Dr Dilwyn Knox

Philemon Foundation Critical Edition of Unpublished Works of C. G. Jung

German edition with English translation, with further editions in other languages, founded in 2004. Since 2008, Princeton University Press and W. W. Norton have published 4 vols, with one in press and one in submission. Collaborating institutions include the Swiss Federal I of Technology, Zurich.

Professor Sonu Shamdasani and Dr Martin Liebscher

Open Learning Environment Early Modern Low Countries History

UK Open Educational Resources initiative, led jointly by JISC and the Higher Education Academy

Ulrich Tiedau (Principal Investigator) with An Vanderhelst (Dutch, research fellow)

Open Educational Resources (OER) Digital Humanities Project

UK Open Educational Resources initiative, led jointly by JISC and the Higher Education Academy

Ulrich Tiedau (Principal Investigator) with C. Warwick (UCL Information Studies, Co-Investigator) and S. Mahony (research fellow)

Sustainable Texts and Disciplinary Conversations

UK Open Educational Resources initiative, led jointly by JISC and the Higher Education Academy

Ulrich Tiedau (Principal Investigator) with J. Hughes and C. McKenna (CALT)

CPD4HE Open Resources for Teachers in HE

UK Open Educational Resources initiative, led jointly by JISC and the Higher Education Academy

Ulrich Tiedau (Co-Investigator)

The above projects have researched the Open Educational Resources (OER) process from creation to curation and has released many OER themselves. The UKOER programme is a HEFCE funded programme (2009-1012/13), managed by JISC and the HE Academy to ensure the UK's preeminence in this area.

Asymmetrical Encounters: E-Humanity Approaches to Reference Cultures in Europe, 1815-1992

Cultural Encounter - A collaborative project in the HERA (Humanities in the European Research Area)

Principal participants: Ulrich Tiedau, J. van Eijnatten (Utrecht University), C. Sporleder (University of Trier, T. Pieters, J. Verheul (both Utrecht University).

The project employs multilingual text and sentiment mining technologies in large collections of digitised newspapers to address the question of how the large and cultural powerful countries Britain, France, and Germany influenced public debates in smaller countries like the Netherlands, Belgium and Luxembourg in the past two centuries.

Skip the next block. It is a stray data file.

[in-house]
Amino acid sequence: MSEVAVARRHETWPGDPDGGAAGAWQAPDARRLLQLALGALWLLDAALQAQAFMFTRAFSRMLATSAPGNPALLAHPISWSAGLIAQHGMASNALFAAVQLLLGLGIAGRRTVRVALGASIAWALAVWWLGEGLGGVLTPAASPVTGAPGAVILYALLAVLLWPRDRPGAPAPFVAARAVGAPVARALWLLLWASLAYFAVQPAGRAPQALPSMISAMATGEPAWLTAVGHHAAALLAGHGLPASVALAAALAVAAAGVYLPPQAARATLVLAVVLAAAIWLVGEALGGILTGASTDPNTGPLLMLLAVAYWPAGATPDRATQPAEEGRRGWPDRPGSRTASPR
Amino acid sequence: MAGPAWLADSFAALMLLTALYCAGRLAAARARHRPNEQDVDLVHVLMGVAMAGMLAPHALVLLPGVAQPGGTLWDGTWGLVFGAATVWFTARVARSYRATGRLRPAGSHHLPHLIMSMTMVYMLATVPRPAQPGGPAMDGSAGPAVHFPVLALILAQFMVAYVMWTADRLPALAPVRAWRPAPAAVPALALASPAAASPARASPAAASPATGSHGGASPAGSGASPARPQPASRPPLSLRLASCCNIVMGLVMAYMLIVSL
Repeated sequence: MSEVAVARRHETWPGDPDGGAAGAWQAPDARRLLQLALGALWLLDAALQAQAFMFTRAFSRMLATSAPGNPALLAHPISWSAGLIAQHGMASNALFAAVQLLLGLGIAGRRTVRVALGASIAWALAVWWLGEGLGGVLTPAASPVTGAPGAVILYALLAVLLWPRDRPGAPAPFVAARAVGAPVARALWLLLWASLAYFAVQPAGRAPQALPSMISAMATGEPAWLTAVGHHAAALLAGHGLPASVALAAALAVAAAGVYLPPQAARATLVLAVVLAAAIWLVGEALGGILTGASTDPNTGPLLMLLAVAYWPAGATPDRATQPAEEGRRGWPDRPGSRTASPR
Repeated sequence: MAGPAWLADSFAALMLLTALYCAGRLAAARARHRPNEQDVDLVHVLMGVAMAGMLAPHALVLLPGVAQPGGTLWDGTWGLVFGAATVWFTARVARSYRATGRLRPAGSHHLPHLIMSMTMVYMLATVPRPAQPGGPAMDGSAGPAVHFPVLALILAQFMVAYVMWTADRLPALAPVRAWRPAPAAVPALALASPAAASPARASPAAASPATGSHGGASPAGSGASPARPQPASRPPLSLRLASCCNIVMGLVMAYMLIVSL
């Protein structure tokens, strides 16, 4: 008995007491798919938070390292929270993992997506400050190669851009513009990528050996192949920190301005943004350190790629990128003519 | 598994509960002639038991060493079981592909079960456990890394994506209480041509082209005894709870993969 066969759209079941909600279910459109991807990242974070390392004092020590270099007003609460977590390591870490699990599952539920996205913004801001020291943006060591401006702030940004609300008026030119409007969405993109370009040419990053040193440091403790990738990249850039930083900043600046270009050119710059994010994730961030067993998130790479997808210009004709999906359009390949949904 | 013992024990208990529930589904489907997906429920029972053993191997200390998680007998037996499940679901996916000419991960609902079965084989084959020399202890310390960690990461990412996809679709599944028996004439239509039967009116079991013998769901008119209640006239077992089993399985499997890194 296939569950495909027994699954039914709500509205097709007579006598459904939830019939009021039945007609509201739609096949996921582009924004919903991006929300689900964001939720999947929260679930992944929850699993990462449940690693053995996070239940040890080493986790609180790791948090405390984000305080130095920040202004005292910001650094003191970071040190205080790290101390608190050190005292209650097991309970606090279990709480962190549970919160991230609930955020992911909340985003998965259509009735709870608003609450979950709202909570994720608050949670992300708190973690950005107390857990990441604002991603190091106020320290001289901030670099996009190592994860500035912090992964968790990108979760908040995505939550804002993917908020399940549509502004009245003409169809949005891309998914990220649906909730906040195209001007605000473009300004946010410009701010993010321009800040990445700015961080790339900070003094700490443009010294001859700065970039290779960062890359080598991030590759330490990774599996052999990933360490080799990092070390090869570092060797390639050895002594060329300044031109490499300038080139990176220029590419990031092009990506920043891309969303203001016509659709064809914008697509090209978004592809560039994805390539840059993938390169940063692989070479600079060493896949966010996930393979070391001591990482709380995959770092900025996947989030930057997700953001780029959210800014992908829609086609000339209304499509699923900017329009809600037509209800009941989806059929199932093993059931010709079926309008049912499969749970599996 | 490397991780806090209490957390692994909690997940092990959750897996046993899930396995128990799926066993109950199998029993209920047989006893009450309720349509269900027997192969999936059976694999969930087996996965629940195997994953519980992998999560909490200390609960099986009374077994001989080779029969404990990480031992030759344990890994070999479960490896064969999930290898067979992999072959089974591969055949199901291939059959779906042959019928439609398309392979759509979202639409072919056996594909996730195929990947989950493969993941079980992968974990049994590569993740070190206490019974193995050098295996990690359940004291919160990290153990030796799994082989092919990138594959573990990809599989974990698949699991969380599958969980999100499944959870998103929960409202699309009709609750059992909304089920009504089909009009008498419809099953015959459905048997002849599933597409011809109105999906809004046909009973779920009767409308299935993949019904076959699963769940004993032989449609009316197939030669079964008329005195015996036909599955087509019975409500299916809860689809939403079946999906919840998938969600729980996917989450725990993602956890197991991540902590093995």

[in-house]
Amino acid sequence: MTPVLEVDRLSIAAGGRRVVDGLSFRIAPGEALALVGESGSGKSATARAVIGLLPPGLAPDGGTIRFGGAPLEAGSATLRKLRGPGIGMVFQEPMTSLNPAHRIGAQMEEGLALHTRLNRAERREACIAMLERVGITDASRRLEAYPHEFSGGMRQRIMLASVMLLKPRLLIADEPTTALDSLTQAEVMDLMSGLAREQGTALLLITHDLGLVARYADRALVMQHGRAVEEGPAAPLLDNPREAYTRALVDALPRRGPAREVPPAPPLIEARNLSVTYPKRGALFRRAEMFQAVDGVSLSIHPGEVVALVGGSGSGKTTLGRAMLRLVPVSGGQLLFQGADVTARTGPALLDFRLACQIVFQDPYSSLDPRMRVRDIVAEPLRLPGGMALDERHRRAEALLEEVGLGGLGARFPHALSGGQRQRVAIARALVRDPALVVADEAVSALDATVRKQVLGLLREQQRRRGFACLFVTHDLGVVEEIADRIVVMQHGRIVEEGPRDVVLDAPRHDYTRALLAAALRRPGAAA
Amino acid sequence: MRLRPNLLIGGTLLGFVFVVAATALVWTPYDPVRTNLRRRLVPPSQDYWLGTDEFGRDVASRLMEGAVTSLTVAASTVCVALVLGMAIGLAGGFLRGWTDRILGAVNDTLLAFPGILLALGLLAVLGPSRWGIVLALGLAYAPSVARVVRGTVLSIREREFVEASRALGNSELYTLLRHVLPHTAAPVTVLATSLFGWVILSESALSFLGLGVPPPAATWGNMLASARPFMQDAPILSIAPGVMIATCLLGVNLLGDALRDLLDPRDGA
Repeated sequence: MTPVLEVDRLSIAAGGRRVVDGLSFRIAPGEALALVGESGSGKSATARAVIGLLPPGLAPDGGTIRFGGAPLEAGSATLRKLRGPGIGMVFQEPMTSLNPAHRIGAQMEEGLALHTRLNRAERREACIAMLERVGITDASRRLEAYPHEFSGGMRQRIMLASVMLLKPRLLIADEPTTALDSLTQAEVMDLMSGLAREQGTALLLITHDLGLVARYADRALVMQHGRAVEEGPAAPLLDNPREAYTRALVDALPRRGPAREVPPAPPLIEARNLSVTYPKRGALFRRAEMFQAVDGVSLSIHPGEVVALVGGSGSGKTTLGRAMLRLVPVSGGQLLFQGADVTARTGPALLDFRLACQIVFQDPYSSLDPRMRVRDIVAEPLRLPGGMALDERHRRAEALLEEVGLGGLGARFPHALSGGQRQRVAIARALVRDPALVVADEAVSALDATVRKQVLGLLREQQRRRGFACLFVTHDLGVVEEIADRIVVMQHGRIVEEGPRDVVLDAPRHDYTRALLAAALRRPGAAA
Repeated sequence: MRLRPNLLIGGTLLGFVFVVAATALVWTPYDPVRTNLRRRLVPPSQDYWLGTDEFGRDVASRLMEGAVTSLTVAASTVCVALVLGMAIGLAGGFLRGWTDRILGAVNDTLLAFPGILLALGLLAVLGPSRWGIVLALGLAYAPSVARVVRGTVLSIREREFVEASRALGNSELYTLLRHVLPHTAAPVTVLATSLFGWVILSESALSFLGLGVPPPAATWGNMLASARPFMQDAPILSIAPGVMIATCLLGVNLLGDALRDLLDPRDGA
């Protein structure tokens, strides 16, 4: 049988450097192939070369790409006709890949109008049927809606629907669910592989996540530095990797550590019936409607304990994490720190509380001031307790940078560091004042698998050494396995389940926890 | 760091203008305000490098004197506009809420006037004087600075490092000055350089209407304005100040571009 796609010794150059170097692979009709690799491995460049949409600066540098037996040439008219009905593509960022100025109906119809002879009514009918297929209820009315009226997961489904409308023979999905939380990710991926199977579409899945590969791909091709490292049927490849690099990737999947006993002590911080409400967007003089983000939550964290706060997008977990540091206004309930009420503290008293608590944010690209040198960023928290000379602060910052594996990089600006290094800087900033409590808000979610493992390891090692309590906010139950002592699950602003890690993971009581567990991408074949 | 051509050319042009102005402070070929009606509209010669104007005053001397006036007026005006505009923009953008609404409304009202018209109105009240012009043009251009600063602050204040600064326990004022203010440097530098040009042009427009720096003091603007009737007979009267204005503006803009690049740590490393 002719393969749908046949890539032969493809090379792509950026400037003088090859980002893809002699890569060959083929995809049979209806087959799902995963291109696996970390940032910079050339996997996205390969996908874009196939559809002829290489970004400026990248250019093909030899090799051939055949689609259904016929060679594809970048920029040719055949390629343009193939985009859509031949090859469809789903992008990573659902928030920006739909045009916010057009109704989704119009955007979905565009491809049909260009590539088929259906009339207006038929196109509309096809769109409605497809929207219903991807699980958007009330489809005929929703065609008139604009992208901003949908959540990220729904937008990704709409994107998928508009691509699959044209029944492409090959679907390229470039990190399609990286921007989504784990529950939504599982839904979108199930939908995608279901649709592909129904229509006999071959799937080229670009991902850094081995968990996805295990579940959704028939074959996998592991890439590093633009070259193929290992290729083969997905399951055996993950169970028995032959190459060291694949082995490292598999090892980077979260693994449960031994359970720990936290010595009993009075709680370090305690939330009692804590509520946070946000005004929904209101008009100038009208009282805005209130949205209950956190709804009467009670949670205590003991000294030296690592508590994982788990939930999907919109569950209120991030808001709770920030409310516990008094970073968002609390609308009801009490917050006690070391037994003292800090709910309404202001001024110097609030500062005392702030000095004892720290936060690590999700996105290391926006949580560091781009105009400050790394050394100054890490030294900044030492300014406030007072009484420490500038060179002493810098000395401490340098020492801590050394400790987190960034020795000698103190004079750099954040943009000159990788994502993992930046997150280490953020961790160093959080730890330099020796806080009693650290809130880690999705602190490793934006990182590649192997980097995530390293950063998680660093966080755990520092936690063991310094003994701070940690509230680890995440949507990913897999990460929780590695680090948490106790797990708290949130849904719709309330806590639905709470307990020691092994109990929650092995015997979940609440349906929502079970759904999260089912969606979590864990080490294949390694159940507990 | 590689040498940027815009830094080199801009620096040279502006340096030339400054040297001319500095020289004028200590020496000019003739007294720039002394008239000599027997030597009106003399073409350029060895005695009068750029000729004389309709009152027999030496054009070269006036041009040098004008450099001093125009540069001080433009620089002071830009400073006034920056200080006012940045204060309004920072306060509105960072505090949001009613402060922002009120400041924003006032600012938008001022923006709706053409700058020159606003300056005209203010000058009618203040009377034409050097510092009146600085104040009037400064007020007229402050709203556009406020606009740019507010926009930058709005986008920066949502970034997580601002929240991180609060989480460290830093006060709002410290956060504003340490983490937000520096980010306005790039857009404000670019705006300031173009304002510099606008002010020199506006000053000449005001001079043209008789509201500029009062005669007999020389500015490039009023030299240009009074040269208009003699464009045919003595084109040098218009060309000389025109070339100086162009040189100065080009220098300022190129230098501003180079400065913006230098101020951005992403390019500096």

Colonial Film: Moving Images of the British Empire

The project was a major Arts and Humanities Research Council funded project to investigate, examine, and make available the films representing the British Empire held in the National Film Archive, the Imperial War Museum, and the British Empire and Commonwealth Museum. The project was co-directed by Lee Grieveson and Colin MacCabe and produced a major website resource as well as two collections edited by Grieveson and MacCabe.

Visit Colonial Film website

Reading & Reception seminars

As part of a collaboration with the UCL Arts & Humanities, the Reception of British Authors in Europe (RBAE) and the Institute of Modern Languages Research (IMLR) will be holding its programme of Reading & Reception seminars at UCL.

The RBAE is a research project dedicated to exploring the reception of British and Irish authors in Europe, and intercultural dynamics involved.

These informal seminars consider both critical approaches (all varieties of reader-response theory and critical reception in books, periodicals and the work of other authors) and material approaches (history-of-the-book topics relating to publication, distribution and circulation).

Translation is a major concern, and historical, textual and theoretical case studies of all kinds are welcome. The seminar is also open to those working on European as well as non-European authors in Britain.

The Reading and Reception seminars attract academics nationally and internationally to speak on a wide range of topics related to inter-cultural reading. These have included encountering ‘savages’, the translation of WG Sebald, Dickens and Flaubert, inter-medial translation in response to Nooteboom, interpreting Oscar Wilde on stage, and German Modernism and vampirism.

The collaboration between the RBEA and UCL A&H also marks the foundation of a new strand of seminars exploring relations between science and literature. It will consider the interface between scientific and literary texts, the manner of their reception, and the possibilities of reading and critical response generated by these considerations.